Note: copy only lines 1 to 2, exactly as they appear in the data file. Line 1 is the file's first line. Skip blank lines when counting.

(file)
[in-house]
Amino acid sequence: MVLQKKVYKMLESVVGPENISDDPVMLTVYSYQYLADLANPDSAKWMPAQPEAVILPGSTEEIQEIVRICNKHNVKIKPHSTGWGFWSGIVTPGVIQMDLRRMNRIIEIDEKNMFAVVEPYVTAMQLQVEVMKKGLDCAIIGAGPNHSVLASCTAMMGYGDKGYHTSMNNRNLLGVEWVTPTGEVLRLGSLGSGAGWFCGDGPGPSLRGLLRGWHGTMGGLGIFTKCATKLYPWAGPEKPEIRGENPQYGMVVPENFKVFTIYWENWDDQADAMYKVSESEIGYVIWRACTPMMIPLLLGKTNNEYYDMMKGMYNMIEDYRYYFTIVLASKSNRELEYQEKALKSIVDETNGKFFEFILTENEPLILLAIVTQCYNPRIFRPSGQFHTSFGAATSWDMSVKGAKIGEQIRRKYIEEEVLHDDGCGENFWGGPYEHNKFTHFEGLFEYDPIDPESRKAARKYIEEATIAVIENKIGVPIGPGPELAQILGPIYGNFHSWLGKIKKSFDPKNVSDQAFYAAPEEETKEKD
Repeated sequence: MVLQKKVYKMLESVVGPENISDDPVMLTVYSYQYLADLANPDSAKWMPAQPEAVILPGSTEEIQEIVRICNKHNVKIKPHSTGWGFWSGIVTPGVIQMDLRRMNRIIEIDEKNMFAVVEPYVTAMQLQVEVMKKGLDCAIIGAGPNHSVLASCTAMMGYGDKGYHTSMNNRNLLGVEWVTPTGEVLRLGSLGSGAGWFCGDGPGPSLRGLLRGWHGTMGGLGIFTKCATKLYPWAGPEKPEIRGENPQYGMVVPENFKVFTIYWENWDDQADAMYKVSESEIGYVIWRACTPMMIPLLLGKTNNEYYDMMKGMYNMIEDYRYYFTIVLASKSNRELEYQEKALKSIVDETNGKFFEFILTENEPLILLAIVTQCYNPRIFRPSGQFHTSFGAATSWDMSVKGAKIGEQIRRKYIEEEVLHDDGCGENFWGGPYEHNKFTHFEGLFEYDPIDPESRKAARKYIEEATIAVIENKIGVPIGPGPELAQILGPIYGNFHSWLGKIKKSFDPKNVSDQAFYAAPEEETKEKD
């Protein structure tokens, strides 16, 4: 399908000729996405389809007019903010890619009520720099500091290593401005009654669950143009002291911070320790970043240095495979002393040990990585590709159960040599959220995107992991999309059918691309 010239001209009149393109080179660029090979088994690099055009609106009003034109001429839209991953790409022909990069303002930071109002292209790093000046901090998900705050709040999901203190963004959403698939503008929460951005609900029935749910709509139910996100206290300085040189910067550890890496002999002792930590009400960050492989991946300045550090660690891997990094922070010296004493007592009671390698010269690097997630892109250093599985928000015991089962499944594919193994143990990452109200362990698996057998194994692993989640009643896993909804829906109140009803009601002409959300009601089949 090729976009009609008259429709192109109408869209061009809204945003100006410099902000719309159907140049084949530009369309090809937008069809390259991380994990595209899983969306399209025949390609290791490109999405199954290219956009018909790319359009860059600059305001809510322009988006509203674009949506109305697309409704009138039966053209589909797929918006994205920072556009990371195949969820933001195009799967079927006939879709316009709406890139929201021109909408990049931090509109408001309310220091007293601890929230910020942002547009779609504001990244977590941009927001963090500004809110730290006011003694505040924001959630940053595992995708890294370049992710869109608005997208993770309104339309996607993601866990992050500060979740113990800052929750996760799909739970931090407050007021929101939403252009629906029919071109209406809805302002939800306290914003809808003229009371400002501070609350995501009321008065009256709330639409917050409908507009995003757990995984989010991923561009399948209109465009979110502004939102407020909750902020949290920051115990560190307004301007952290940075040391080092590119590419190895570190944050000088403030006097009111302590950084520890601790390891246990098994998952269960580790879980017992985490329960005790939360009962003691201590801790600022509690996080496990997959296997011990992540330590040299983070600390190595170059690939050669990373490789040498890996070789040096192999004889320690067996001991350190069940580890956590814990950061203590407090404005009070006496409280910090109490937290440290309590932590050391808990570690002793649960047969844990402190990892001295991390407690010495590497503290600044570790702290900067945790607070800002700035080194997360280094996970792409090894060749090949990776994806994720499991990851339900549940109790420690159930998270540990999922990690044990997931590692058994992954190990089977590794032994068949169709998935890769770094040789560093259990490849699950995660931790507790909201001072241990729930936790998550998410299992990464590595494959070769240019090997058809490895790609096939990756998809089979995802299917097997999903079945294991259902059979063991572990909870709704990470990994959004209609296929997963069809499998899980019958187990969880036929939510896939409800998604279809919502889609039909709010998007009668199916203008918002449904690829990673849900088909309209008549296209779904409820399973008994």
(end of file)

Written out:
[in-house]
Amino acid sequence: MVLQKKVYKMLESVVGPENISDDPVMLTVYSYQYLADLANPDSAKWMPAQPEAVILPGSTEEIQEIVRICNKHNVKIKPHSTGWGFWSGIVTPGVIQMDLRRMNRIIEIDEKNMFAVVEPYVTAMQLQVEVMKKGLDCAIIGAGPNHSVLASCTAMMGYGDKGYHTSMNNRNLLGVEWVTPTGEVLRLGSLGSGAGWFCGDGPGPSLRGLLRGWHGTMGGLGIFTKCATKLYPWAGPEKPEIRGENPQYGMVVPENFKVFTIYWENWDDQADAMYKVSESEIGYVIWRACTPMMIPLLLGKTNNEYYDMMKGMYNMIEDYRYYFTIVLASKSNRELEYQEKALKSIVDETNGKFFEFILTENEPLILLAIVTQCYNPRIFRPSGQFHTSFGAATSWDMSVKGAKIGEQIRRKYIEEEVLHDDGCGENFWGGPYEHNKFTHFEGLFEYDPIDPESRKAARKYIEEATIAVIENKIGVPIGPGPELAQILGPIYGNFHSWLGKIKKSFDPKNVSDQAFYAAPEEETKEKD